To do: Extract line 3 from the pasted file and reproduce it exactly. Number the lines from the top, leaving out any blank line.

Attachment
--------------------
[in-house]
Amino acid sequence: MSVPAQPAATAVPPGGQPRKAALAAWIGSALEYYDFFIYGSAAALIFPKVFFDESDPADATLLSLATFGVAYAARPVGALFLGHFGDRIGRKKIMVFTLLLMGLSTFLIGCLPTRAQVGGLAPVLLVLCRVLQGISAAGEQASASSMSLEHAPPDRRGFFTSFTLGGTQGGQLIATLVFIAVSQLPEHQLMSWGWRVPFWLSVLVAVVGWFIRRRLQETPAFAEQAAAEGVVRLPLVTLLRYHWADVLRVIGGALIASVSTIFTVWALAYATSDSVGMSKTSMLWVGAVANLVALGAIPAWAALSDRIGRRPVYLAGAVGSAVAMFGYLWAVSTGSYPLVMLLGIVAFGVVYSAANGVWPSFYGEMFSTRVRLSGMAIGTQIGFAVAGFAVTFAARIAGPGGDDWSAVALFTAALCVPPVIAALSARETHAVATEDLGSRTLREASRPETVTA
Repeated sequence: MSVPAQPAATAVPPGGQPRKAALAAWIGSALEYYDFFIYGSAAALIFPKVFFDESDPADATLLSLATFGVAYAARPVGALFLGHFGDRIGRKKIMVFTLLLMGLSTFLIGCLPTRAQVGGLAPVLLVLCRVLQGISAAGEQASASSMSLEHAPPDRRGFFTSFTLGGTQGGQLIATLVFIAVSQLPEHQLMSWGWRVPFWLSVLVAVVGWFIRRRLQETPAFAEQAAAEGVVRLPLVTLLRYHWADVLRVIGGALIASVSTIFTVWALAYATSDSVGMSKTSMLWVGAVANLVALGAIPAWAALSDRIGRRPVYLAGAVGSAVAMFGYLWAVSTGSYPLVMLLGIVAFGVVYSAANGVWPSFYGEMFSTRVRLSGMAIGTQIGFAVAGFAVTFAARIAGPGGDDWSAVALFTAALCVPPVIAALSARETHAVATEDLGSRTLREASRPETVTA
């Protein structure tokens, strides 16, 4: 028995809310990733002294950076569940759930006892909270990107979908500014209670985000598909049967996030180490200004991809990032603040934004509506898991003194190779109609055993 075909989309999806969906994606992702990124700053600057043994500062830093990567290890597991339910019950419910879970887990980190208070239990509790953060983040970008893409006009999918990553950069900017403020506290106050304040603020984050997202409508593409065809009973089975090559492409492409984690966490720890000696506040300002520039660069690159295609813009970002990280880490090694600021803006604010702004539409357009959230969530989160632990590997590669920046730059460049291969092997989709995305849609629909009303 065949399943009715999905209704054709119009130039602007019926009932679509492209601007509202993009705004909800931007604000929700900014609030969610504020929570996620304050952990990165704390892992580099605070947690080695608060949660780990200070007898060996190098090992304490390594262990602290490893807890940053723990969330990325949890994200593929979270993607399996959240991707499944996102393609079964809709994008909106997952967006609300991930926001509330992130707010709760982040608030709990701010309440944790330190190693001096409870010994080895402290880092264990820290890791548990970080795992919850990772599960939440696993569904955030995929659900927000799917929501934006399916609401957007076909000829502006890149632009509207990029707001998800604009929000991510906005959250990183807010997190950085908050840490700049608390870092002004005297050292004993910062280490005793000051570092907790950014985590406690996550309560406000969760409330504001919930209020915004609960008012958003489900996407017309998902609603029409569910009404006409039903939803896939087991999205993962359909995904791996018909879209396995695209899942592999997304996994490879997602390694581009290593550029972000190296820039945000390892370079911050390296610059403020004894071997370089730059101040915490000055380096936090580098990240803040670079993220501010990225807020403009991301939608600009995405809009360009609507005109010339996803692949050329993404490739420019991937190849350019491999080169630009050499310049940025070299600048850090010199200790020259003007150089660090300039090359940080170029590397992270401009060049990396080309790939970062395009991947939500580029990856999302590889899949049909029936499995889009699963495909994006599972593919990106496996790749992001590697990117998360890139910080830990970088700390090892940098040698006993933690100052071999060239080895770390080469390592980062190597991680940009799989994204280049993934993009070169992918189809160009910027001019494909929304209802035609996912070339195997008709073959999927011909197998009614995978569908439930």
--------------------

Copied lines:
Repeated sequence: MSVPAQPAATAVPPGGQPRKAALAAWIGSALEYYDFFIYGSAAALIFPKVFFDESDPADATLLSLATFGVAYAARPVGALFLGHFGDRIGRKKIMVFTLLLMGLSTFLIGCLPTRAQVGGLAPVLLVLCRVLQGISAAGEQASASSMSLEHAPPDRRGFFTSFTLGGTQGGQLIATLVFIAVSQLPEHQLMSWGWRVPFWLSVLVAVVGWFIRRRLQETPAFAEQAAAEGVVRLPLVTLLRYHWADVLRVIGGALIASVSTIFTVWALAYATSDSVGMSKTSMLWVGAVANLVALGAIPAWAALSDRIGRRPVYLAGAVGSAVAMFGYLWAVSTGSYPLVMLLGIVAFGVVYSAANGVWPSFYGEMFSTRVRLSGMAIGTQIGFAVAGFAVTFAARIAGPGGDDWSAVALFTAALCVPPVIAALSARETHAVATEDLGSRTLREASRPETVTA